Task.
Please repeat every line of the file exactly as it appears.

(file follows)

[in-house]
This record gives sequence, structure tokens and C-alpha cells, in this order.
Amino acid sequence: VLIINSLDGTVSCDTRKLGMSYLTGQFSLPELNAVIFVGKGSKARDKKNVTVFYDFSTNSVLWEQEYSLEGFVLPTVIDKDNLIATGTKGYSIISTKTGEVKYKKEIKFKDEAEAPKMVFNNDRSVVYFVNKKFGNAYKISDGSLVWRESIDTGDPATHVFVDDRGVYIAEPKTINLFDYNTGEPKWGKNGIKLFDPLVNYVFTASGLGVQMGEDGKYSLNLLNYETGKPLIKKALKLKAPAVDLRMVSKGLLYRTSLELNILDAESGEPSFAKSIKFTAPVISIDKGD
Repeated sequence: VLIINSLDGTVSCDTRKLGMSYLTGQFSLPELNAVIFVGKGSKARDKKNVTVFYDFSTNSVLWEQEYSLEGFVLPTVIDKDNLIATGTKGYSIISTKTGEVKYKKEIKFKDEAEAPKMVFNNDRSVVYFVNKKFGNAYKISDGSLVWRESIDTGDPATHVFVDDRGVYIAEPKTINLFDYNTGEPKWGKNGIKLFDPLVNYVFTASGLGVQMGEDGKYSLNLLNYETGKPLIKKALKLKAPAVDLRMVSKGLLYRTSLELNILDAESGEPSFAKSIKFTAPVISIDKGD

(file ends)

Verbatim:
[in-house]
This record gives sequence, structure tokens and C-alpha cells, in this order.
Amino acid sequence: VLIINSLDGTVSCDTRKLGMSYLTGQFSLPELNAVIFVGKGSKARDKKNVTVFYDFSTNSVLWEQEYSLEGFVLPTVIDKDNLIATGTKGYSIISTKTGEVKYKKEIKFKDEAEAPKMVFNNDRSVVYFVNKKFGNAYKISDGSLVWRESIDTGDPATHVFVDDRGVYIAEPKTINLFDYNTGEPKWGKNGIKLFDPLVNYVFTASGLGVQMGEDGKYSLNLLNYETGKPLIKKALKLKAPAVDLRMVSKGLLYRTSLELNILDAESGEPSFAKSIKFTAPVISIDKGD
Repeated sequence: VLIINSLDGTVSCDTRKLGMSYLTGQFSLPELNAVIFVGKGSKARDKKNVTVFYDFSTNSVLWEQEYSLEGFVLPTVIDKDNLIATGTKGYSIISTKTGEVKYKKEIKFKDEAEAPKMVFNNDRSVVYFVNKKFGNAYKISDGSLVWRESIDTGDPATHVFVDDRGVYIAEPKTINLFDYNTGEPKWGKNGIKLFDPLVNYVFTASGLGVQMGEDGKYSLNLLNYETGKPLIKKALKLKAPAVDLRMVSKGLLYRTSLELNILDAESGEPSFAKSIKFTAPVISIDKGD